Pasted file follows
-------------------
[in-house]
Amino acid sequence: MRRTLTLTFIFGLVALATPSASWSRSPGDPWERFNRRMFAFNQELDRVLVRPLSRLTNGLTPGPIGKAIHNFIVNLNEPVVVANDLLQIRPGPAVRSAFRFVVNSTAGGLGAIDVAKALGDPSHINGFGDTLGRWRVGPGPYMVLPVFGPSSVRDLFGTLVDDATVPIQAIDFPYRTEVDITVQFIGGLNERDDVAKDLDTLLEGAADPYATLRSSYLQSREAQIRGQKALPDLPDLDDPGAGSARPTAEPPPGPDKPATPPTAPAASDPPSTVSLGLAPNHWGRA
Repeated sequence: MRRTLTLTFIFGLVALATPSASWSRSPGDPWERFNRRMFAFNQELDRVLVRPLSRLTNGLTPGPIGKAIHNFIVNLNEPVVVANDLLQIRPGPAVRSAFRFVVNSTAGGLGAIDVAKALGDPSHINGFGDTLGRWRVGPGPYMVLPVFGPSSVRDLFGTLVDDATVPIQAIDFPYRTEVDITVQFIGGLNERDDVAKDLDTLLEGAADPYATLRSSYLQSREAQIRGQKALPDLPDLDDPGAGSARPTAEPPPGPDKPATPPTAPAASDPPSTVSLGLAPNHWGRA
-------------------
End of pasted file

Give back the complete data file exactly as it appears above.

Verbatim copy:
[in-house]
Amino acid sequence: MRRTLTLTFIFGLVALATPSASWSRSPGDPWERFNRRMFAFNQELDRVLVRPLSRLTNGLTPGPIGKAIHNFIVNLNEPVVVANDLLQIRPGPAVRSAFRFVVNSTAGGLGAIDVAKALGDPSHINGFGDTLGRWRVGPGPYMVLPVFGPSSVRDLFGTLVDDATVPIQAIDFPYRTEVDITVQFIGGLNERDDVAKDLDTLLEGAADPYATLRSSYLQSREAQIRGQKALPDLPDLDDPGAGSARPTAEPPPGPDKPATPPTAPAASDPPSTVSLGLAPNHWGRA
Repeated sequence: MRRTLTLTFIFGLVALATPSASWSRSPGDPWERFNRRMFAFNQELDRVLVRPLSRLTNGLTPGPIGKAIHNFIVNLNEPVVVANDLLQIRPGPAVRSAFRFVVNSTAGGLGAIDVAKALGDPSHINGFGDTLGRWRVGPGPYMVLPVFGPSSVRDLFGTLVDDATVPIQAIDFPYRTEVDITVQFIGGLNERDDVAKDLDTLLEGAADPYATLRSSYLQSREAQIRGQKALPDLPDLDDPGAGSARPTAEPPPGPDKPATPPTAPAASDPPSTVSLGLAPNHWGRA